A trust is a is a legal arrangement in which a person entrusts their property and funds into the hands of a third party who will distribute that person’s property and funds to their beneficiaries upon his or her death. That third party is referred to as the trustee, or successor trustee in the case of a living will. It is the job of the successor trustee to settle the affairs of the deceased individual and distribute their assets as agreed upon in the trust. If your find yourself having to settle an estate with a trust, do not panic. There are a few key steps you can take to help you along your way.

Make Some Calls

In the case of simple trusts, it will only take about six months to get most of the work taken care of. One of the first steps you will want to take is to find the trust and other supporting documents. Read over the trust and look for any specific instructions that the grantor (original owner of the trust) wrote out for you. Next, you will want to get in contact with the following people; you will be working closely with these individuals as you settle the grantor’s estate:

  • co-successor trustee (if the grantor named more than one trustee)
  • executor (if the grantor had a will)
  • grantor’s family

While you are making these calls, inform the Social Security Administration and the state Department of Health of the grantor’s death. Also consider getting in contact with a lawyer. You do not need to do this immediately after the grantor’s death, but there are certain tasks that will require an attorney’s assistance.

Stay Organized

Over the next several months after the death of the original trustee, you will want to start collecting information. This includes mail, medical expenses, funeral expenses, administrative expenses, and personal debts. Also, go over the trust again looking for what it owned and what it owed. You will need to keep a record of the assets’ gains and losses before it is transferred to its beneficiaries. Appraisers can help you figure out the value of the assets the trust owned. As you do all this, complete the following list:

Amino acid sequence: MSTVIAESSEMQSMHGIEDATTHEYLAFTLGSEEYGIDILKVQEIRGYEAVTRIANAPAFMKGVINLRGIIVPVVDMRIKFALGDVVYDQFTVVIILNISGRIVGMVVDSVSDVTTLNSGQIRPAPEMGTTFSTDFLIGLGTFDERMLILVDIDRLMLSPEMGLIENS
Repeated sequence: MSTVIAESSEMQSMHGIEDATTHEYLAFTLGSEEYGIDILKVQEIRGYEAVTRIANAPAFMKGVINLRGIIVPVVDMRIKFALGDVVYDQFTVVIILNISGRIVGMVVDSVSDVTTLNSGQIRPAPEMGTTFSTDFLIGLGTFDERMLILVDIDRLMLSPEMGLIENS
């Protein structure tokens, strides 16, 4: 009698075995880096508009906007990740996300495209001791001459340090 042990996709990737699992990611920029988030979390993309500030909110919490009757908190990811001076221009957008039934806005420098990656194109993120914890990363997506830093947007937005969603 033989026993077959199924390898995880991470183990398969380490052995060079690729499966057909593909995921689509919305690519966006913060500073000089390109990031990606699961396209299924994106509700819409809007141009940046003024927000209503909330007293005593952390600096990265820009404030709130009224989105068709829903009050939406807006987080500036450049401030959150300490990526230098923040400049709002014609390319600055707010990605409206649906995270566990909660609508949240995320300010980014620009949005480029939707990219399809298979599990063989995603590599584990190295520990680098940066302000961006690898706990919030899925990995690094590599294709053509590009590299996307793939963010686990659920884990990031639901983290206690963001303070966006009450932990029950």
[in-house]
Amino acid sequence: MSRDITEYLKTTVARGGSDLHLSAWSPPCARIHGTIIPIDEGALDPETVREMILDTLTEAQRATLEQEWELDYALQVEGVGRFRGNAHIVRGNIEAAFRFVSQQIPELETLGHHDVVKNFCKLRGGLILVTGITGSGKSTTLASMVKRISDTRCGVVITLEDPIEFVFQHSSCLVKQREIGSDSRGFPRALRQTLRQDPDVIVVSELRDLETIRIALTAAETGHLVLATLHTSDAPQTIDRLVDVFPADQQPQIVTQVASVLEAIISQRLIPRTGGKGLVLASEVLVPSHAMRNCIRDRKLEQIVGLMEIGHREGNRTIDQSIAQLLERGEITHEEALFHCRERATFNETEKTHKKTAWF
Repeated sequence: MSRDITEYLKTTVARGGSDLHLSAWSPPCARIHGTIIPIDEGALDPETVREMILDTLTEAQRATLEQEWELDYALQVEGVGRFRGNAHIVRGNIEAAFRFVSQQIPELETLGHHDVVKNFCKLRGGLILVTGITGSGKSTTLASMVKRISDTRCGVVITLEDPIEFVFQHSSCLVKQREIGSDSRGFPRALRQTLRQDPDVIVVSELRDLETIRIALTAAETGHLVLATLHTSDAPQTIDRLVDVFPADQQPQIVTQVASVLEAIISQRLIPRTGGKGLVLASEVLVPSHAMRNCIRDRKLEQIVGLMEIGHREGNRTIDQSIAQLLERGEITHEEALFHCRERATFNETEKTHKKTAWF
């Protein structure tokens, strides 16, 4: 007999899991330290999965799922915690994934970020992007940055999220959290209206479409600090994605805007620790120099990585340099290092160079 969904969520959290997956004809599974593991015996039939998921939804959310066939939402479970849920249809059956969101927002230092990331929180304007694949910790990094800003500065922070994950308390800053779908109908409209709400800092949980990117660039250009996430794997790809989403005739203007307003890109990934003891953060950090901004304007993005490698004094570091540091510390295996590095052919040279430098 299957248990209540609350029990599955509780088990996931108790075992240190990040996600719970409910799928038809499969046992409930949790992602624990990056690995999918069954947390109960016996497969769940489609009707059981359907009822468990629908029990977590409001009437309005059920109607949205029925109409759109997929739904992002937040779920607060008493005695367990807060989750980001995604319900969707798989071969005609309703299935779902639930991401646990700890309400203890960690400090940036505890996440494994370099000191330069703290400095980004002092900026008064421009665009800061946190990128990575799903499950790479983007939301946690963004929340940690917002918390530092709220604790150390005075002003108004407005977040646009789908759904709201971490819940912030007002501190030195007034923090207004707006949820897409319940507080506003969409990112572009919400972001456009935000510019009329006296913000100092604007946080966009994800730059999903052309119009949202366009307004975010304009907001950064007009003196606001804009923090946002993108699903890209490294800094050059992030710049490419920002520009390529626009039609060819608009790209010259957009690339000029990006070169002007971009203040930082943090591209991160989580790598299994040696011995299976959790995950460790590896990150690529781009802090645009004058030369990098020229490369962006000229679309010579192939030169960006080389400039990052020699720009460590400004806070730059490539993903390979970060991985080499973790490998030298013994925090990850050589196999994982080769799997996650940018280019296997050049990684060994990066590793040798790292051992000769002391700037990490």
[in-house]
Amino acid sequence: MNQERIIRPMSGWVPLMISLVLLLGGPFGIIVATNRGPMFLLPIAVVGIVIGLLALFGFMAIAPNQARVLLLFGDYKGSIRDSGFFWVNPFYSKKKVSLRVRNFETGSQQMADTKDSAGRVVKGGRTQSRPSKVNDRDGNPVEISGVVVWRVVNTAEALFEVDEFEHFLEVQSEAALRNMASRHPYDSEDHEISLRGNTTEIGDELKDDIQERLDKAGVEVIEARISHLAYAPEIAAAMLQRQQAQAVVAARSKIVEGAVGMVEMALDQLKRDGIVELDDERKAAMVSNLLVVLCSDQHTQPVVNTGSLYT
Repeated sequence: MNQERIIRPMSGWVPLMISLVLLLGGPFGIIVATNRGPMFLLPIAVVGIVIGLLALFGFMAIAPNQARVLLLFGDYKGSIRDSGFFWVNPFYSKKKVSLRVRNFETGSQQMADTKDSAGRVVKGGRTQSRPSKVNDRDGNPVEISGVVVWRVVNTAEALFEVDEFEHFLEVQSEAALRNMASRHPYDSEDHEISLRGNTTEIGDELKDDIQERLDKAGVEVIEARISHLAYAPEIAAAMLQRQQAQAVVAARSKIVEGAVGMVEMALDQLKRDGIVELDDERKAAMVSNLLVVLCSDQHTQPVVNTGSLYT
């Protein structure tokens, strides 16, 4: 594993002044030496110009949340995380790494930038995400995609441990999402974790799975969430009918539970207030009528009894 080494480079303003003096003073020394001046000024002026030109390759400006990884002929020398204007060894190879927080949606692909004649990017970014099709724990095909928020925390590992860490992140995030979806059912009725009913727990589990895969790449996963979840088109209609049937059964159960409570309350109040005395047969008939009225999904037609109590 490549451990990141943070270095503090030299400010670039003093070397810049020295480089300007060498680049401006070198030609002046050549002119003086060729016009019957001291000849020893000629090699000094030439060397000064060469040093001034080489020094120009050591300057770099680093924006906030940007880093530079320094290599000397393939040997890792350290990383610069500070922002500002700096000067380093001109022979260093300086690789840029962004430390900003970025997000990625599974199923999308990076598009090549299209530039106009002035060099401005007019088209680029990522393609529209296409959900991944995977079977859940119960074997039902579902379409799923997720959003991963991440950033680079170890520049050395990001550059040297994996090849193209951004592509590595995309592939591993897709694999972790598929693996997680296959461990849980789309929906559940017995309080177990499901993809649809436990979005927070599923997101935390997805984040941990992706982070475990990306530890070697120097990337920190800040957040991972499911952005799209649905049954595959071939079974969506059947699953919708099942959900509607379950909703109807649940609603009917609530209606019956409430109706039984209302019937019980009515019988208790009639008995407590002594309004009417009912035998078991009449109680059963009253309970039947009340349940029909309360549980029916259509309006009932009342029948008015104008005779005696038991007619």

• get death certificates (around 12)
  • if the grantor had a will, find and file it with the local probate court
  • inventory trust assets
  • protect trust property
  • get a Taxpayer Identification Number
  • transfer property into your name as trustee
  • review trust investments
  • set up a record-keeping system
  • get assets appraised
  • pay debts
  • return last Social Security payment

These tasks are the basic steps that every trustee needs to take to settle an estate. They will require organizational skills as you collect bank and brokerage statements, bills, and track expenses. If the all the assets will not be administered within six months of the death, consider purchasing a basic accounting software for improved organization.

Keep Beneficiaries Informed

The ultimate task of a trustee is to distribute the trust’s assets to the beneficiaries named in the document. This can be done after a final account of assets and bills paid has been made. If the trust is ongoing (beneficiaries receive assets after a certain age or in installments), you will be required to continually monitor and keep up with the trust. Professional can be hired if you need help completing these tasks.

 

Call Arizona Estate Attorney Dave Weed at (480)467-4325 to discuss your case today.

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